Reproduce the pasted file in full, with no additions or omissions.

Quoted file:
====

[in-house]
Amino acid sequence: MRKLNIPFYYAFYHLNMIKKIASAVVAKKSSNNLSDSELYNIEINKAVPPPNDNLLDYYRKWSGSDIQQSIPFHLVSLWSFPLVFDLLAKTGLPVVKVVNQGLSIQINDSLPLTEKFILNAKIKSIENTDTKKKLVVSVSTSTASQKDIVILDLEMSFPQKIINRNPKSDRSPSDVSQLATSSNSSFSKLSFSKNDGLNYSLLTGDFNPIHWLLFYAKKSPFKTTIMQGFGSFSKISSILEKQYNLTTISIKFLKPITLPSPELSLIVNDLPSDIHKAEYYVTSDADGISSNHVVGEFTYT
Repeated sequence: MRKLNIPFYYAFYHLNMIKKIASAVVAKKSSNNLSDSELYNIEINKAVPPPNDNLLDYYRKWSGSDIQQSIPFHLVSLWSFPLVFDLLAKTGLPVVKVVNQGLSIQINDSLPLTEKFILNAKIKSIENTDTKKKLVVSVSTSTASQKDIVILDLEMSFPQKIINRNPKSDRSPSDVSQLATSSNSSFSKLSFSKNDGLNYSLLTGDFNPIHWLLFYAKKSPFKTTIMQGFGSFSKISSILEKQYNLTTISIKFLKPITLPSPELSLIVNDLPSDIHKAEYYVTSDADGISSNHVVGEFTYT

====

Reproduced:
[in-house]
Amino acid sequence: MRKLNIPFYYAFYHLNMIKKIASAVVAKKSSNNLSDSELYNIEINKAVPPPNDNLLDYYRKWSGSDIQQSIPFHLVSLWSFPLVFDLLAKTGLPVVKVVNQGLSIQINDSLPLTEKFILNAKIKSIENTDTKKKLVVSVSTSTASQKDIVILDLEMSFPQKIINRNPKSDRSPSDVSQLATSSNSSFSKLSFSKNDGLNYSLLTGDFNPIHWLLFYAKKSPFKTTIMQGFGSFSKISSILEKQYNLTTISIKFLKPITLPSPELSLIVNDLPSDIHKAEYYVTSDADGISSNHVVGEFTYT
Repeated sequence: MRKLNIPFYYAFYHLNMIKKIASAVVAKKSSNNLSDSELYNIEINKAVPPPNDNLLDYYRKWSGSDIQQSIPFHLVSLWSFPLVFDLLAKTGLPVVKVVNQGLSIQINDSLPLTEKFILNAKIKSIENTDTKKKLVVSVSTSTASQKDIVILDLEMSFPQKIINRNPKSDRSPSDVSQLATSSNSSFSKLSFSKNDGLNYSLLTGDFNPIHWLLFYAKKSPFKTTIMQGFGSFSKISSILEKQYNLTTISIKFLKPITLPSPELSLIVNDLPSDIHKAEYYVTSDADGISSNHVVGEFTYT